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Preventing falls from worn steps: a simple fix can prevent a lot of pain.

Washington State Department of Labor and Industries
Olympia, WA: Washington State Department of Labor and Industries, 90-54-2010, 2010 Aug; :1
Sometimes a simple repair can be the difference between a successful day at work and a debilitating injury. That said, have you inspected the steps to your cab lately? Are they worn, loose, or broken? Taking the time to maintain your steps is important to your safety and well-being on the job. Replacement steps* can add traction and prevent falls in rainy or icy weather. Here are true stories of Washington truck drivers injured after slipping or falling from steps and tips to keep this from happening at your company: 1. Exiting cab for pre-trip inspectionThis driver was exiting to do a pre-trip inspection when he slipped on wet steps and fell about three and a half feet. The fall injured his left knee and he was off work for 41 days. 2. Loading cab at beginning of dayA driver with 35 years of experience was loading his cab when his foot slipped off the ripple step. His shoulder was injured as he tried to catch himself by holding onto the hand rail. He lost more than a month of work. 3. Flipping the switch to lower the air bagsThis driver was attempting to fl ip the switch on the dash to lower the airbags at a customer site. He was standing in his size 14 boots on the four-inch wide top step of the truck. It was raining and his boots were slick with mud. A slight pivot to reach the switch caused him to fall four feet to the ground. His attempt to break his fall dislocated his shoulder and tore the tendons in his rotator cuff. His claim cost more than $35,000 and he lost almost 6 months of work. 4. Exiting cab to disconnect trailerThe truck driver/supervisor of a multi-state, interstate carrier was injured when his foot slipped off an icy step while he was exiting the cab to disconnect the trailer. He fell four feet, landing on his back and shoulder. These injuries cost him 13 days of work. TIPS TO LIVE BY: If your truck steps are worn, consider the benefi ts of replacement steps* before the winter weather begins. Wear sturdy footwear with good traction. Maintain 3 points-of-contact when entering or exiting the cab.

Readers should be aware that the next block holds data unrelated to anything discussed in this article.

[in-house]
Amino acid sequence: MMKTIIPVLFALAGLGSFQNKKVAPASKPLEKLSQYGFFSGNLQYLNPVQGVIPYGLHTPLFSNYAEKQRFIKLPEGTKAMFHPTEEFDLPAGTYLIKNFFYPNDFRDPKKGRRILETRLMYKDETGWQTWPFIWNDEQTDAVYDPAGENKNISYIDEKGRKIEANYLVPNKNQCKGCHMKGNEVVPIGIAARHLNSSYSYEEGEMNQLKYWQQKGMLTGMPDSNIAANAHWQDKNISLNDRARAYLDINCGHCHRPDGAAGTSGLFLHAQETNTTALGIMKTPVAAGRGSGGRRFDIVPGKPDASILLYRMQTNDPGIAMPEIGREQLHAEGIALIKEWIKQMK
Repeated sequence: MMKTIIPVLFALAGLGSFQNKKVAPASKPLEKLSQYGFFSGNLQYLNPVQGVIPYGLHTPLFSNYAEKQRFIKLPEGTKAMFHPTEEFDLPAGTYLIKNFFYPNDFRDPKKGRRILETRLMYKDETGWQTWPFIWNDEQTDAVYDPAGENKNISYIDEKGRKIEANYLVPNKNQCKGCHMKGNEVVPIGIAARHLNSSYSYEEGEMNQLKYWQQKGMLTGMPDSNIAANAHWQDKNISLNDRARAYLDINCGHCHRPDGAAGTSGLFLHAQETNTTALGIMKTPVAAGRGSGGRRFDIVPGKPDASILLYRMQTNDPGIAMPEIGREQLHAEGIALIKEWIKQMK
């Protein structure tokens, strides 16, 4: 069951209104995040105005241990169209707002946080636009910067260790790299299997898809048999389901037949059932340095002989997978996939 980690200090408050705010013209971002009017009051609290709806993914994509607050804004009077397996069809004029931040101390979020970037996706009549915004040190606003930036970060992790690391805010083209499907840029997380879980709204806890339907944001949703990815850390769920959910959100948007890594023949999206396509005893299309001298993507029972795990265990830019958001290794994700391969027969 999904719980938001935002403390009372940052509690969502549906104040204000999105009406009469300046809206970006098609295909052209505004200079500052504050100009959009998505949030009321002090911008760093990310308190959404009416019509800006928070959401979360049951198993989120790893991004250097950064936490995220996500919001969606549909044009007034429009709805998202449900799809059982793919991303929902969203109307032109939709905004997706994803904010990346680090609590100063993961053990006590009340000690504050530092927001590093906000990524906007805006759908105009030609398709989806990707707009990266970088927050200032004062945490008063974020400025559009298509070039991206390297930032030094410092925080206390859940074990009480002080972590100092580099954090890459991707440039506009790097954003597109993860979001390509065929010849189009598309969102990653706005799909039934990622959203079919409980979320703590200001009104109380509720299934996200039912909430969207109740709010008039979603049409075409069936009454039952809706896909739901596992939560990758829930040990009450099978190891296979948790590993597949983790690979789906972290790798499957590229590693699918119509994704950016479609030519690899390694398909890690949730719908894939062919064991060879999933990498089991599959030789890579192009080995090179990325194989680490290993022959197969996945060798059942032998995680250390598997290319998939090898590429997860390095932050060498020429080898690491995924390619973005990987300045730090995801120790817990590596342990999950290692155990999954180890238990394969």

Injuries; Injury-prevention; Workers; Work-environment; Humans; Men; Women; Exposure-levels; Risk-factors; Training; Education; Trucking; Drivers; Fall-protection; Personal-protection; Safety-practices; Safety-measures; Safety-education; Hazards
SHARP Program, Washington State Department of Labor and Industries, PO Box 44330, Olympia, WA 98504-4330
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Preventing falls from worn steps: a simple fix can prevent a lot of pain.
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Washington State Department of Labor and Industries